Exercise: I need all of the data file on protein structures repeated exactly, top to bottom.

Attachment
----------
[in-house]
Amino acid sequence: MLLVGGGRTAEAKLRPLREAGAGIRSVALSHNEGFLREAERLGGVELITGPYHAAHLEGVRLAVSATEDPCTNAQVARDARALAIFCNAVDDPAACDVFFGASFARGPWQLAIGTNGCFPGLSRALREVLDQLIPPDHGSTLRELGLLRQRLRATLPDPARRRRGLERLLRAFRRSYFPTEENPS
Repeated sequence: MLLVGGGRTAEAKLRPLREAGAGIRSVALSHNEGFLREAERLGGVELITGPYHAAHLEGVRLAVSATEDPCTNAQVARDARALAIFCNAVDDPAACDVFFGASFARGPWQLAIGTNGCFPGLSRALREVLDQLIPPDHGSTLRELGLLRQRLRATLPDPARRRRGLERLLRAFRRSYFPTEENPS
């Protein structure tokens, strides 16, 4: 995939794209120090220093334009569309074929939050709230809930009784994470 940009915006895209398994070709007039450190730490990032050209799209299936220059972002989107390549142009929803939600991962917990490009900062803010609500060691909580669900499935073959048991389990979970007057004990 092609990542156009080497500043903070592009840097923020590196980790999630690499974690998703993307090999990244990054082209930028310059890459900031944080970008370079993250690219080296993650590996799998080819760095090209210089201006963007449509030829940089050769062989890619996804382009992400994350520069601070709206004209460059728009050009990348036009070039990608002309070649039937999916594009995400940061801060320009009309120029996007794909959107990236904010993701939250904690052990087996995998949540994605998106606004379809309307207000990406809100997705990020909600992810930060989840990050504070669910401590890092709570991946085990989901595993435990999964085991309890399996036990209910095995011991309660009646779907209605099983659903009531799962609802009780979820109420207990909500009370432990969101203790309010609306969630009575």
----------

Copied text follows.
[in-house]
Amino acid sequence: MLLVGGGRTAEAKLRPLREAGAGIRSVALSHNEGFLREAERLGGVELITGPYHAAHLEGVRLAVSATEDPCTNAQVARDARALAIFCNAVDDPAACDVFFGASFARGPWQLAIGTNGCFPGLSRALREVLDQLIPPDHGSTLRELGLLRQRLRATLPDPARRRRGLERLLRAFRRSYFPTEENPS
Repeated sequence: MLLVGGGRTAEAKLRPLREAGAGIRSVALSHNEGFLREAERLGGVELITGPYHAAHLEGVRLAVSATEDPCTNAQVARDARALAIFCNAVDDPAACDVFFGASFARGPWQLAIGTNGCFPGLSRALREVLDQLIPPDHGSTLRELGLLRQRLRATLPDPARRRRGLERLLRAFRRSYFPTEENPS
């Protein structure tokens, strides 16, 4: 995939794209120090220093334009569309074929939050709230809930009784994470 940009915006895209398994070709007039450190730490990032050209799209299936220059972002989107390549142009929803939600991962917990490009900062803010609500060691909580669900499935073959048991389990979970007057004990 092609990542156009080497500043903070592009840097923020590196980790999630690499974690998703993307090999990244990054082209930028310059890459900031944080970008370079993250690219080296993650590996799998080819760095090209210089201006963007449509030829940089050769062989890619996804382009992400994350520069601070709206004209460059728009050009990348036009070039990608002309070649039937999916594009995400940061801060320009009309120029996007794909959107990236904010993701939250904690052990087996995998949540994605998106606004379809309307207000990406809100997705990020909600992810930060989840990050504070669910401590890092709570991946085990989901595993435990999964085991309890399996036990209910095995011991309660009646779907209605099983659903009531799962609802009780979820109420207990909500009370432990969101203790309010609306969630009575």